31 Folate Functions - DNA synthesis - Amino acid metabolism Deficiency - Affects red blood cell division because DNA cannot form,- Maternal deficiency in first 28 days of pregnancy linked to neural tube defects- All women of childbearing years should take 400mcg of synthetic folate per day
32 Folate Food sources and needs Green leafy vegetables, organ meats Vegetables, dried beans and orange juiceCereals, milk and breadDestroyed by heat and processingDV: 400 microgramsPregnant women need 600 mcgUpper Limit: 1 milligram
33 Vitamin B12 Characteristics - Synthesized by bacteria, fungus, and other lower organismsFunctions- Folate metabolism- Maintains brain and spinal cord- Forms red blood cellsFood sources and needs- Animal foods - meat, poultry, seafood, eggs, milk, and milk products- RDA: 2.4 micrograms per day- Toxicity unknown, no UL
34 Vitamin C Characteristics - Found in all living tissues - Most animals can synthesize from glucose- Vitamin C deficiency leads to scurvy: weakness, poor wound healing, bone pain, fractures, bleeding gums, diarrhea, and bleeding.Absorption and metabolism- Absorbed in small intestines, 70-90% is absorbed- Percent absorbed decreases with increased dosage- High intakes can cause diarrhea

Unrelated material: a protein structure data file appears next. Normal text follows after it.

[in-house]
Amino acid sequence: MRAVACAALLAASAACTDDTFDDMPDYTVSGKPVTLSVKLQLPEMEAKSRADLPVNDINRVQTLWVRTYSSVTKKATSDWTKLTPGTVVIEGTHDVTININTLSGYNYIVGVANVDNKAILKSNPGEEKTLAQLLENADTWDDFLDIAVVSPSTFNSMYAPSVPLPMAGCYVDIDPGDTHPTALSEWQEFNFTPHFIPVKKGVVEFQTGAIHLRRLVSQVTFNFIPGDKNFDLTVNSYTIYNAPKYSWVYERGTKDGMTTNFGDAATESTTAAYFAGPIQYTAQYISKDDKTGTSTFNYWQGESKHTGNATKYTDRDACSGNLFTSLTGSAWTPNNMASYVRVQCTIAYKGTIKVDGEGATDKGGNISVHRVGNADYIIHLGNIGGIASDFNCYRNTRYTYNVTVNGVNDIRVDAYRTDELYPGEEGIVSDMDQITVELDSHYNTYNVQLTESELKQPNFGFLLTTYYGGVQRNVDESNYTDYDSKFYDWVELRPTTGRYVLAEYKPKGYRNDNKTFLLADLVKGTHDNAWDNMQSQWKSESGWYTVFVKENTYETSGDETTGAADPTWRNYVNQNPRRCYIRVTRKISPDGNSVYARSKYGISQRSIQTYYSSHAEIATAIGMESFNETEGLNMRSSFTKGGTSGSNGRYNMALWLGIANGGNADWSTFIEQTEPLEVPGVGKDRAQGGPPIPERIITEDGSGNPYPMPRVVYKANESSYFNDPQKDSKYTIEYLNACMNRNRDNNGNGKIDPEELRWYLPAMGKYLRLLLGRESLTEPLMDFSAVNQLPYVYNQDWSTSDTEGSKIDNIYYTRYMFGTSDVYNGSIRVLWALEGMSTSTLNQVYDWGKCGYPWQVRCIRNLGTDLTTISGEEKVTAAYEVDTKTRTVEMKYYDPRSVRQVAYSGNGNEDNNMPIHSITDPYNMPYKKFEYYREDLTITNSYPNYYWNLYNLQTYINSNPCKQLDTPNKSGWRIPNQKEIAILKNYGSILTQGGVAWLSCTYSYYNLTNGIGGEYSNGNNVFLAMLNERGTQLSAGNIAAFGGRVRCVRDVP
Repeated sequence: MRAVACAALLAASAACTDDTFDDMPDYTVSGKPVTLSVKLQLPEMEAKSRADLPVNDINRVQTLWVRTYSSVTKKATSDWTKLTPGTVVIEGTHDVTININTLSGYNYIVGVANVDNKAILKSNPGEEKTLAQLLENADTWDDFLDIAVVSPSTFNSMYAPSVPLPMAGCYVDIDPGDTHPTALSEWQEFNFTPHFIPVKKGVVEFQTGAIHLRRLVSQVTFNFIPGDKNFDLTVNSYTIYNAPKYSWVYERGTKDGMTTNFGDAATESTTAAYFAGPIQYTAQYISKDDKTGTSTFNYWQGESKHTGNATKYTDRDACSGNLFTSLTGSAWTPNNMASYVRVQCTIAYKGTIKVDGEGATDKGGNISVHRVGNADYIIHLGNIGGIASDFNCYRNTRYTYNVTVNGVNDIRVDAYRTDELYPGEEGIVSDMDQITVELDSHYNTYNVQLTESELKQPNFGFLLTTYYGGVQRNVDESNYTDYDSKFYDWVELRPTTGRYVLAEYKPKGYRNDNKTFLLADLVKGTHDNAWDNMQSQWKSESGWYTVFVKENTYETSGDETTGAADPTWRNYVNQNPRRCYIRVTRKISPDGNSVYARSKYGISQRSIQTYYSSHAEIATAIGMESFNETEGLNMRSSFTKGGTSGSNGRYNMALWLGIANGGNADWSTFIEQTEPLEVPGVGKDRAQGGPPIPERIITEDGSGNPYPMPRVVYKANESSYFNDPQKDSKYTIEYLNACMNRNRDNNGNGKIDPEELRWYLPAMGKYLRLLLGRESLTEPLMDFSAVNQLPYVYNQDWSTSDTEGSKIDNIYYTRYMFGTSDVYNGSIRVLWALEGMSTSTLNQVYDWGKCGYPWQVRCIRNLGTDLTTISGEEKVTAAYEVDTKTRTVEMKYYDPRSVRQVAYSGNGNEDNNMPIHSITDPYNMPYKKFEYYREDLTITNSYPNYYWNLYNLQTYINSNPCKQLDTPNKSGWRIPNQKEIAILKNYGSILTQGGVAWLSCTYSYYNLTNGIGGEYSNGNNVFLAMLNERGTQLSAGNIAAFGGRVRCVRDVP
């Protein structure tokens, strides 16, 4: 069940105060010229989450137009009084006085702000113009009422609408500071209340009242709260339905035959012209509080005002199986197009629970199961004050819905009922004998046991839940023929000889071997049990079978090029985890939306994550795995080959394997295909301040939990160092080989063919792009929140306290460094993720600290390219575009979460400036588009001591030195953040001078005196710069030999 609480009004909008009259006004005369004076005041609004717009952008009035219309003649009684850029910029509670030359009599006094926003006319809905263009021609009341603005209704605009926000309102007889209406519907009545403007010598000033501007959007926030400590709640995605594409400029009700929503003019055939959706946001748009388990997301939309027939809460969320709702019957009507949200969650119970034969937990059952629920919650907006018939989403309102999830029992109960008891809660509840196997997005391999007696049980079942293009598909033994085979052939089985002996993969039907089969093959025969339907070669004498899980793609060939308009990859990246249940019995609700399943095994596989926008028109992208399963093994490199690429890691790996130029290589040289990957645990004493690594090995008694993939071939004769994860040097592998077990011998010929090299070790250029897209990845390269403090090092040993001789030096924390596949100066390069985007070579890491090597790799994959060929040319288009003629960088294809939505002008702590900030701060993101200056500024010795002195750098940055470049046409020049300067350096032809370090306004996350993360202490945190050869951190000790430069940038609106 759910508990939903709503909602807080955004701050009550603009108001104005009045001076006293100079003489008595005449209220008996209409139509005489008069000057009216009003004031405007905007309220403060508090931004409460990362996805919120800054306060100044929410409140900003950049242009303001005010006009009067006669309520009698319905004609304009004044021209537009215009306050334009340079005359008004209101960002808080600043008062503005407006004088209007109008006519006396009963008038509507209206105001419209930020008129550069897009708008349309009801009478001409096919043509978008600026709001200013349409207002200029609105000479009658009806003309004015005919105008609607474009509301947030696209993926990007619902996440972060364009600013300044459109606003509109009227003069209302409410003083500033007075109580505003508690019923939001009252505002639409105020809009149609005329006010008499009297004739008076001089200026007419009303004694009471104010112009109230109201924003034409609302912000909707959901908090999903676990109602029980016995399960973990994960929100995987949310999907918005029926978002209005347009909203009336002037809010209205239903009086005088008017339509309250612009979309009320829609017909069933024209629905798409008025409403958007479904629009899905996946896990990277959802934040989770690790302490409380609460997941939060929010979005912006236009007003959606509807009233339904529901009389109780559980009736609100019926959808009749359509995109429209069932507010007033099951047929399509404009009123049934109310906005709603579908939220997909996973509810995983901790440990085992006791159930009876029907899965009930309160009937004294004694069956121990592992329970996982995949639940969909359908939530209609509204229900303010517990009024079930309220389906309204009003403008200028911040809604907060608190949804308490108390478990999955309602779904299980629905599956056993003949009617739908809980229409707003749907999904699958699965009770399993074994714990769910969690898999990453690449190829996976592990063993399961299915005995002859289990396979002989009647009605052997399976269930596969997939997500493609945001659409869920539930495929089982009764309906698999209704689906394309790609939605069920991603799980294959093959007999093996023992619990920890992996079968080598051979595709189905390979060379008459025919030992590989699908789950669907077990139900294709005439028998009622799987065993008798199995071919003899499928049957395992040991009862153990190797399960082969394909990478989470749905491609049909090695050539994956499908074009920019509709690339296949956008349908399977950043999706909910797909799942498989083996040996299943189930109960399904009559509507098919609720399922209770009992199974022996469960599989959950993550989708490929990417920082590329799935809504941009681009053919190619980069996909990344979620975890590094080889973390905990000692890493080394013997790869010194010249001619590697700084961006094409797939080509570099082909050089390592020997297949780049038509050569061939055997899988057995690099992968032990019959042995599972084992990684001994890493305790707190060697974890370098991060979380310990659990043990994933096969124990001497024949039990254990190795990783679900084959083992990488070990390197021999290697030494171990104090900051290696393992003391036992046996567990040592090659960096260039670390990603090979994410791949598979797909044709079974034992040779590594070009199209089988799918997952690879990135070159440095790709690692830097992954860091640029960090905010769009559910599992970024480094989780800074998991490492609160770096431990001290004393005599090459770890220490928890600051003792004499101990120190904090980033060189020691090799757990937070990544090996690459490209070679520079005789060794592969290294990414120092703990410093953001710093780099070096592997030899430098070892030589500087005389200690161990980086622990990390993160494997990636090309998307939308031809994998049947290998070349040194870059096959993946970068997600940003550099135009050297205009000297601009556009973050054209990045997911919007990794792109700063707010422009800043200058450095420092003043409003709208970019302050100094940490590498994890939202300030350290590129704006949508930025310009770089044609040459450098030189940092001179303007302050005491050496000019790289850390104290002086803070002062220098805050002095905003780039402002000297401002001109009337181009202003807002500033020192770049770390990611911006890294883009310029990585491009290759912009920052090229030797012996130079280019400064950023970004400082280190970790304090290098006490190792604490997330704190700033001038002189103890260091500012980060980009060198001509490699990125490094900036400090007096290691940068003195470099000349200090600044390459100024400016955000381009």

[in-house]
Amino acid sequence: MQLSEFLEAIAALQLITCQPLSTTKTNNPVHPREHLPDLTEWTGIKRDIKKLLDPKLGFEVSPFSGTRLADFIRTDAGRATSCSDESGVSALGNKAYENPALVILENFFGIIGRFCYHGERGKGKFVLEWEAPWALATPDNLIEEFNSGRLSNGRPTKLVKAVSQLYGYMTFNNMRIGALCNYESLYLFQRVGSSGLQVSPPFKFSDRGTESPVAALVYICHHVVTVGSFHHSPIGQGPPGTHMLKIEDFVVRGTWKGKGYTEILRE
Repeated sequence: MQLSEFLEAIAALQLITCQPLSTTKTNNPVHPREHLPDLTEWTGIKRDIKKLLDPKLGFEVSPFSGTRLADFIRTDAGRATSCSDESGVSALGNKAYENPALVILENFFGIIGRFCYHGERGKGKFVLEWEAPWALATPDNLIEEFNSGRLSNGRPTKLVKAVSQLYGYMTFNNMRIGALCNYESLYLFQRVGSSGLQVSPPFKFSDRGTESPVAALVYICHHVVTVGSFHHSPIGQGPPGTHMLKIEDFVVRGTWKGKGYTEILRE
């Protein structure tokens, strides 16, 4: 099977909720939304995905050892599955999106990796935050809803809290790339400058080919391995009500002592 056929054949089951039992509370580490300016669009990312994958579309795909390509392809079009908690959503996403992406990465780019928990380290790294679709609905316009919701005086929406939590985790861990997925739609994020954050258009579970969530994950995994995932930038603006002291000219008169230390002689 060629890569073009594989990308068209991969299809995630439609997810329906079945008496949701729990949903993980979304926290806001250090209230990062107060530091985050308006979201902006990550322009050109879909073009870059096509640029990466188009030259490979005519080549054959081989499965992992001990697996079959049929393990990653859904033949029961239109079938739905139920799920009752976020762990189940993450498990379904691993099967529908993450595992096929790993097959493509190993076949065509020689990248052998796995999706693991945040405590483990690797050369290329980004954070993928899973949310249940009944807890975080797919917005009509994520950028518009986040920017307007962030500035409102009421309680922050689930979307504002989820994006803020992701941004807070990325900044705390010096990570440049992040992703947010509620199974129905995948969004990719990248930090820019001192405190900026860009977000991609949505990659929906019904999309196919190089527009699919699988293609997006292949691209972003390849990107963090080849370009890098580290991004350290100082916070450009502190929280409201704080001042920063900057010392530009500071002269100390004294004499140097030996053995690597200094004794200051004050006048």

35 Vitamin C Functions - Collagen synthesis Highly concentrated in connective tissue, bones, teeth, tendons, and blood vesselsWound healing- Antioxidant (water-soluble)Reduce formation of cancer-causing molecules- Enhanced iron absorption- Immune systemVitamin C in large quantities is not shown to prevent coldsMay reduce symptoms
36 Vitamin C Food sources and needs Almost exclusively in fruits and vegetablesLost in processing and cookingDV 60 milligramsSmokers need an extra 35 milligrams per dayRisk of deficiencyAlcoholismElderly menUpper Level: 2 grams per dayInflammation of the stomachDiarrhea
37 Choline - Now called an essential nutrient but not a vitamin - FunctionsPrecursor to acetylcholine, a neurotransmitter associated with attention, learning, and memory; muscle control; and other functions- Deficiency is linked to liver damage- Food sources and needsWidely distributed in foodsMilk, liver, and peanutsAdequate Intake: 425 to 550 milligrams per dayUpper Level: 3.5 grams per dayFishy body odorLow blood pressure